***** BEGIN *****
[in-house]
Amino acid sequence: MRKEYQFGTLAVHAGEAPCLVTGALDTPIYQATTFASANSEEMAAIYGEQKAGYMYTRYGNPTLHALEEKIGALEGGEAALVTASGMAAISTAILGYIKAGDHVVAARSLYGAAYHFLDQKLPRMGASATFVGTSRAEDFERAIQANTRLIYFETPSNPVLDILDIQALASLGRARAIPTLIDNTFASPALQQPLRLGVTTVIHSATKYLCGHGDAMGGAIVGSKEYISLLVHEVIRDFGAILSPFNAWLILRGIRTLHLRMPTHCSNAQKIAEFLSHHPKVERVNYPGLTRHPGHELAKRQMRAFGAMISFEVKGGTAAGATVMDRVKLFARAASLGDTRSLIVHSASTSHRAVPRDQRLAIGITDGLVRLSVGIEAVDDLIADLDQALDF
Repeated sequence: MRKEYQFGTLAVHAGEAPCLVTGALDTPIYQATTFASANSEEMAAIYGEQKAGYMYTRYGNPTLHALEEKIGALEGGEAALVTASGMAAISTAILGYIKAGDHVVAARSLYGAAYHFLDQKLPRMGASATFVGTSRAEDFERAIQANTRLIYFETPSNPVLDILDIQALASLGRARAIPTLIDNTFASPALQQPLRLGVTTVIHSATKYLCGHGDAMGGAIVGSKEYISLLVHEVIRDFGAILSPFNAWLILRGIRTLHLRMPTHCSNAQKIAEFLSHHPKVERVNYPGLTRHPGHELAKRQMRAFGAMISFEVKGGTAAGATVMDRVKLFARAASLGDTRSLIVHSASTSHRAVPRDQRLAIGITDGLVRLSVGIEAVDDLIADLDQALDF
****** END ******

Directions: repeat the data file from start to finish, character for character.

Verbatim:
[in-house]
Amino acid sequence: MRKEYQFGTLAVHAGEAPCLVTGALDTPIYQATTFASANSEEMAAIYGEQKAGYMYTRYGNPTLHALEEKIGALEGGEAALVTASGMAAISTAILGYIKAGDHVVAARSLYGAAYHFLDQKLPRMGASATFVGTSRAEDFERAIQANTRLIYFETPSNPVLDILDIQALASLGRARAIPTLIDNTFASPALQQPLRLGVTTVIHSATKYLCGHGDAMGGAIVGSKEYISLLVHEVIRDFGAILSPFNAWLILRGIRTLHLRMPTHCSNAQKIAEFLSHHPKVERVNYPGLTRHPGHELAKRQMRAFGAMISFEVKGGTAAGATVMDRVKLFARAASLGDTRSLIVHSASTSHRAVPRDQRLAIGITDGLVRLSVGIEAVDDLIADLDQALDF
Repeated sequence: MRKEYQFGTLAVHAGEAPCLVTGALDTPIYQATTFASANSEEMAAIYGEQKAGYMYTRYGNPTLHALEEKIGALEGGEAALVTASGMAAISTAILGYIKAGDHVVAARSLYGAAYHFLDQKLPRMGASATFVGTSRAEDFERAIQANTRLIYFETPSNPVLDILDIQALASLGRARAIPTLIDNTFASPALQQPLRLGVTTVIHSATKYLCGHGDAMGGAIVGSKEYISLLVHEVIRDFGAILSPFNAWLILRGIRTLHLRMPTHCSNAQKIAEFLSHHPKVERVNYPGLTRHPGHELAKRQMRAFGAMISFEVKGGTAAGATVMDRVKLFARAASLGDTRSLIVHSASTSHRAVPRDQRLAIGITDGLVRLSVGIEAVDDLIADLDQALDF